On a national level, affiliates of Operation Rescue and other anti-choice spin-off groups were known for stalking and murdering abortion providers, as well as for firebombing reproductive health clinics all over the country.
As volatile as that generation of anti-abortion activists were, they did a pretty good job of making themselves look like nothing more than a crew of malicious hecklers.
Average members of society who stood on the opposing side of the pro-choice debate often hesitated to call themselves “pro-life” for fear of being associated with these extremest groups or the harmful, violent tactics they implored.
What Has Changed?
While there are still clinic bombers and doctor hunters out there, there have been major shifts in the tactics used by the mainstream pro-life movement.
They have radically transformed their public persona, approaching the abortion debate with thoughtful, compelling arguments meant to engage members of various disenfranchised communities – communities we all know the right wing has never been invested in serving prior to this.
Instead of using shock and shame tactics, anti-choice activists have reframed the “pro-life” debate around issues of a failing system, gendered oppression, and both historical and contemporary forms of institutionalized racism.
They have taken advantage of the pro-choice movement’s general failure to address or confront the violence waged against people of color, folks with disabilities, and working class/poor folks throughout history.
The right wing is successfully exploiting the fact that mainstream feminists often focus on single-issue struggles instead of addressing the overarching and intersecting forms of oppression (like race, class, gender, and ability) that are constantly at play.
As much as it pains me to admit, the protesters outside our clinic doors today are actually distributing some pretty accurate historical information about the racist, ableist motives that the reproductive rights movement was founded upon – legacies that, for the most part, the mainstream pro-choice movement likes to sweep under the rug.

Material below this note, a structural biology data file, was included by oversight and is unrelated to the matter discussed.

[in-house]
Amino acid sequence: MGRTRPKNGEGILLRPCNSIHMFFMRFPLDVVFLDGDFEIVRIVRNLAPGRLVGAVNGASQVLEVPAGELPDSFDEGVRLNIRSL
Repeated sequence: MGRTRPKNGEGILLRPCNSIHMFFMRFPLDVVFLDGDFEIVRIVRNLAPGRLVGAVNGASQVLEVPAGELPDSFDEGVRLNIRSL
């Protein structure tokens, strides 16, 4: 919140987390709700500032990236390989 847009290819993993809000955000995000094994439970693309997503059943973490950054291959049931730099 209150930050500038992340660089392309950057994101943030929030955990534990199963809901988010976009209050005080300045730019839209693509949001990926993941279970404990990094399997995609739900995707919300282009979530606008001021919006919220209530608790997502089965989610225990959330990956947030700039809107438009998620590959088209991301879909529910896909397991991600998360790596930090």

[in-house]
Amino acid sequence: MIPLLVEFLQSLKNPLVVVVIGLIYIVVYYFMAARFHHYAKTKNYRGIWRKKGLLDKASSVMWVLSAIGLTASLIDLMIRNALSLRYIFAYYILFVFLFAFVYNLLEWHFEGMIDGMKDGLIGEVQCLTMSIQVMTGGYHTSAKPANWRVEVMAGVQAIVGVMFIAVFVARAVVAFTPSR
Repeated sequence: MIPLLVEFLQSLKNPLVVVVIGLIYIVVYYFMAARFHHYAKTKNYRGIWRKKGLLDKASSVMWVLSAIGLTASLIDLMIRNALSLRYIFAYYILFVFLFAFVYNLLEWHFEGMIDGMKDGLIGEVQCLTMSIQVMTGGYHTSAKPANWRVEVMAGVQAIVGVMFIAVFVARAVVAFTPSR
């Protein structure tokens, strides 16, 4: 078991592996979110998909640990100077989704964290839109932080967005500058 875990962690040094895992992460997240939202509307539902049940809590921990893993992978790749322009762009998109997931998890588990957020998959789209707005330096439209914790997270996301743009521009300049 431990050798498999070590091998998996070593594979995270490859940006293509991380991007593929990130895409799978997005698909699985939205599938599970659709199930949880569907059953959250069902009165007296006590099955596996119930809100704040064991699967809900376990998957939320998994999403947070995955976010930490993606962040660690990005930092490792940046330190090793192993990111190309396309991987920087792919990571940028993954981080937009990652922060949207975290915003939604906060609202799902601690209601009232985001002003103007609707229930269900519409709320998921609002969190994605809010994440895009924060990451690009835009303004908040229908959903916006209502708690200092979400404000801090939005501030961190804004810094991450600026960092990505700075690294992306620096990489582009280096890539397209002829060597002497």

Quick Feminist History Lesson: The Pro-Choice Movement’s Epic Failures
In the early 1900s, Margaret Sanger (reproductive rights activist and founder of the first contraceptive health clinics in the US), publicly aligned herself with the eugenics movement.
The eugenics movement sought to cultivate a nation of “genetically superior” citizens by advocating that folks of color, folks with physical and mental disabilities, folks in low income brackets, and many others, be eradicated from the gene pool by way of compulsory sterilization, forced abortions, euthanasia, and the government sanctioned use birth control.
Let’s flip through our rolodex of international genocide campaigns for some similar examples, shall we?
What was that pesky World War II era campaign in Germany? Oh yes, the Third Reich. Eugenicist ideologies were at the center of Hitler’s Nazi crusade – its national goal being to exterminate “all lives [Hitler deemed] unworthy of life” in order to the cultivate (what Hitler deemed) a “supreme master race.”
Margaret Sanger herself argued that birth control and abortion should be legalized in the US not only because women should have the right to determine their own reproductive destinies, but also because she believed that “birth control would lead ultimately to a cleaner race.”
She went on record saying things like “We mean to exterminate the black race” and “More children from the fit, less from the unfit – that is the chief issue in birth control.”
Practitioners went on to implement her suggestions in a variety of ways, including the widely accepted practice of sterilizing low income women who came into hospitals to give birth if they had already had two or more children, to incentive-based coercion for women on welfare to use Norplant (taken off the market in 2002 due to its dangerous side effects) – a doctor-controlled contraceptive method implanted in the arm that couldn’t be removed without a surgical procedure.
The pro-choice movement has never officially acknowledged its historical affiliation with the eugenics movement, nor has it held itself accountable for the racist medical practices it condoned.
Instead, the reproductive rights movement has upheld Margaret Sanger as an early feminist hero who fought for women’s access to safe, legal contraception. Period.